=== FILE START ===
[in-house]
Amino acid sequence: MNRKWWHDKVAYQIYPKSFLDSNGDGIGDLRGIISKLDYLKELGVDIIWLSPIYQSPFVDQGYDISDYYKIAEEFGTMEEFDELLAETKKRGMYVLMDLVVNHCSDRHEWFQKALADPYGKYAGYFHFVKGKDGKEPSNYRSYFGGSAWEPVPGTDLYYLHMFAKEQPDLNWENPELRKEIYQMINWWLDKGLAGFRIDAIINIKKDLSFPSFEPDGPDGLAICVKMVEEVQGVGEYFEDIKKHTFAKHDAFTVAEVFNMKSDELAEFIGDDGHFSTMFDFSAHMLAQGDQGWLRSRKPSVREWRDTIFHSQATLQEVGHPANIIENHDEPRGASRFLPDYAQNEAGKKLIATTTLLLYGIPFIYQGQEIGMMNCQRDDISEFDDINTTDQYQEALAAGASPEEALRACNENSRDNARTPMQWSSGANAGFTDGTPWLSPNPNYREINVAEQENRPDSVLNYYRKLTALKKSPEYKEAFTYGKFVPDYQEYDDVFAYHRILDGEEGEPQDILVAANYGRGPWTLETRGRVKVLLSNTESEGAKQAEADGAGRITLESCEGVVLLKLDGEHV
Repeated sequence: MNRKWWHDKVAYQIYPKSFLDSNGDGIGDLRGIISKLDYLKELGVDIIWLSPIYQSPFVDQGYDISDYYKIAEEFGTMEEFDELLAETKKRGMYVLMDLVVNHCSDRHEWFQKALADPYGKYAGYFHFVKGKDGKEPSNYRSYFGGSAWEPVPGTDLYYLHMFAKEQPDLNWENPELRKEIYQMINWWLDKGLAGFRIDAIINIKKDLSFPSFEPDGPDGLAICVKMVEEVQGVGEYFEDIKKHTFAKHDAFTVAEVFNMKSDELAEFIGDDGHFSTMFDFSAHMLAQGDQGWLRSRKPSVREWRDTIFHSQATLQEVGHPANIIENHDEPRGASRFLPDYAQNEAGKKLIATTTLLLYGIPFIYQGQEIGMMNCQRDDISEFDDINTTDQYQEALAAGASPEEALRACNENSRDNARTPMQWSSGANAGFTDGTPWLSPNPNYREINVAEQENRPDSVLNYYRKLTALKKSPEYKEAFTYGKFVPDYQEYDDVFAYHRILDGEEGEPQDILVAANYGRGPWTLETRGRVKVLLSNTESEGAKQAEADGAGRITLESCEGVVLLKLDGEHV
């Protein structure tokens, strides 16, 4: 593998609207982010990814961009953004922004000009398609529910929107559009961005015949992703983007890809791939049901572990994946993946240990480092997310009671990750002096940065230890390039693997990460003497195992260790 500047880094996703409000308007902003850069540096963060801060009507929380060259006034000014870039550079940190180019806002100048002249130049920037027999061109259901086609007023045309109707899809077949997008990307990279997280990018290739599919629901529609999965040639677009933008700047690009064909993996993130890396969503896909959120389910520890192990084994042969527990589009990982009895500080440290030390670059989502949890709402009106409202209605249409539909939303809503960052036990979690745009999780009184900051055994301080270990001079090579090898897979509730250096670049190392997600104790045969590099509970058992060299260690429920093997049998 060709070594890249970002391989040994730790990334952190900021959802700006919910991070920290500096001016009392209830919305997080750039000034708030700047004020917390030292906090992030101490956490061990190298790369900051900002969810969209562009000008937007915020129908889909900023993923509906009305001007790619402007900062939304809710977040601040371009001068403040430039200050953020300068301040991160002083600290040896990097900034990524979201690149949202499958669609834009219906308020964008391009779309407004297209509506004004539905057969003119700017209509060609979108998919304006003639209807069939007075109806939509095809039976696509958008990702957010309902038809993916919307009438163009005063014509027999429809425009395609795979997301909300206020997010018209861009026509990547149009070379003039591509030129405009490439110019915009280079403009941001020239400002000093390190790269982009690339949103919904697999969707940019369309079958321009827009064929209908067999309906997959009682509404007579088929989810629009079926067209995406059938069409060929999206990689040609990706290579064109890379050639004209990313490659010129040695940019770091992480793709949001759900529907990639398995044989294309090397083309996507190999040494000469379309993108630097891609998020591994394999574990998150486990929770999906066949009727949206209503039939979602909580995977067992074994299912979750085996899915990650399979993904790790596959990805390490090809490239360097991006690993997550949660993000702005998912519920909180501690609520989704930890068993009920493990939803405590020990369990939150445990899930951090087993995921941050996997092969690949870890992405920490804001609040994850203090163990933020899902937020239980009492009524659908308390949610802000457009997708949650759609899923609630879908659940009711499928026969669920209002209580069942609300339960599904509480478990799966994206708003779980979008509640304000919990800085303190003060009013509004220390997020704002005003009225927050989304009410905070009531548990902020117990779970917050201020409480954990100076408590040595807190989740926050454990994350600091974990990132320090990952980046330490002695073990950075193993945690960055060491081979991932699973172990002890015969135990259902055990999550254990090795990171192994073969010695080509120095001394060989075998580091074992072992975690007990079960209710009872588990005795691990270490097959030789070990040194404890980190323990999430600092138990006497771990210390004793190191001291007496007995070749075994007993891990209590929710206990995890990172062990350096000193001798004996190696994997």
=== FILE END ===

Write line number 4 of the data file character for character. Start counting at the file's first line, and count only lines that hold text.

């Protein structure tokens, strides 16, 4: 593998609207982010990814961009953004922004000009398609529910929107559009961005015949992703983007890809791939049901572990994946993946240990480092997310009671990750002096940065230890390039693997990460003497195992260790 500047880094996703409000308007902003850069540096963060801060009507929380060259006034000014870039550079940190180019806002100048002249130049920037027999061109259901086609007023045309109707899809077949997008990307990279997280990018290739599919629901529609999965040639677009933008700047690009064909993996993130890396969503896909959120389910520890192990084994042969527990589009990982009895500080440290030390670059989502949890709402009106409202209605249409539909939303809503960052036990979690745009999780009184900051055994301080270990001079090579090898897979509730250096670049190392997600104790045969590099509970058992060299260690429920093997049998 060709070594890249970002391989040994730790990334952190900021959802700006919910991070920290500096001016009392209830919305997080750039000034708030700047004020917390030292906090992030101490956490061990190298790369900051900002969810969209562009000008937007915020129908889909900023993923509906009305001007790619402007900062939304809710977040601040371009001068403040430039200050953020300068301040991160002083600290040896990097900034990524979201690149949202499958669609834009219906308020964008391009779309407004297209509506004004539905057969003119700017209509060609979108998919304006003639209807069939007075109806939509095809039976696509958008990702957010309902038809993916919307009438163009005063014509027999429809425009395609795979997301909300206020997010018209861009026509990547149009070379003039591509030129405009490439110019915009280079403009941001020239400002000093390190790269982009690339949103919904697999969707940019369309079958321009827009064929209908067999309906997959009682509404007579088929989810629009079926067209995406059938069409060929999206990689040609990706290579064109890379050639004209990313490659010129040695940019770091992480793709949001759900529907990639398995044989294309090397083309996507190999040494000469379309993108630097891609998020591994394999574990998150486990929770999906066949009727949206209503039939979602909580995977067992074994299912979750085996899915990650399979993904790790596959990805390490090809490239360097991006690993997550949660993000702005998912519920909180501690609520989704930890068993009920493990939803405590020990369990939150445990899930951090087993995921941050996997092969690949870890992405920490804001609040994850203090163990933020899902937020239980009492009524659908308390949610802000457009997708949650759609899923609630879908659940009711499928026969669920209002209580069942609300339960599904509480478990799966994206708003779980979008509640304000919990800085303190003060009013509004220390997020704002005003009225927050989304009410905070009531548990902020117990779970917050201020409480954990100076408590040595807190989740926050454990994350600091974990990132320090990952980046330490002695073990950075193993945690960055060491081979991932699973172990002890015969135990259902055990999550254990090795990171192994073969010695080509120095001394060989075998580091074992072992975690007990079960209710009872588990005795691990270490097959030789070990040194404890980190323990999430600092138990006497771990210390004793190191001291007496007995070749075994007993891990209590929710206990995890990172062990350096000193001798004996190696994997």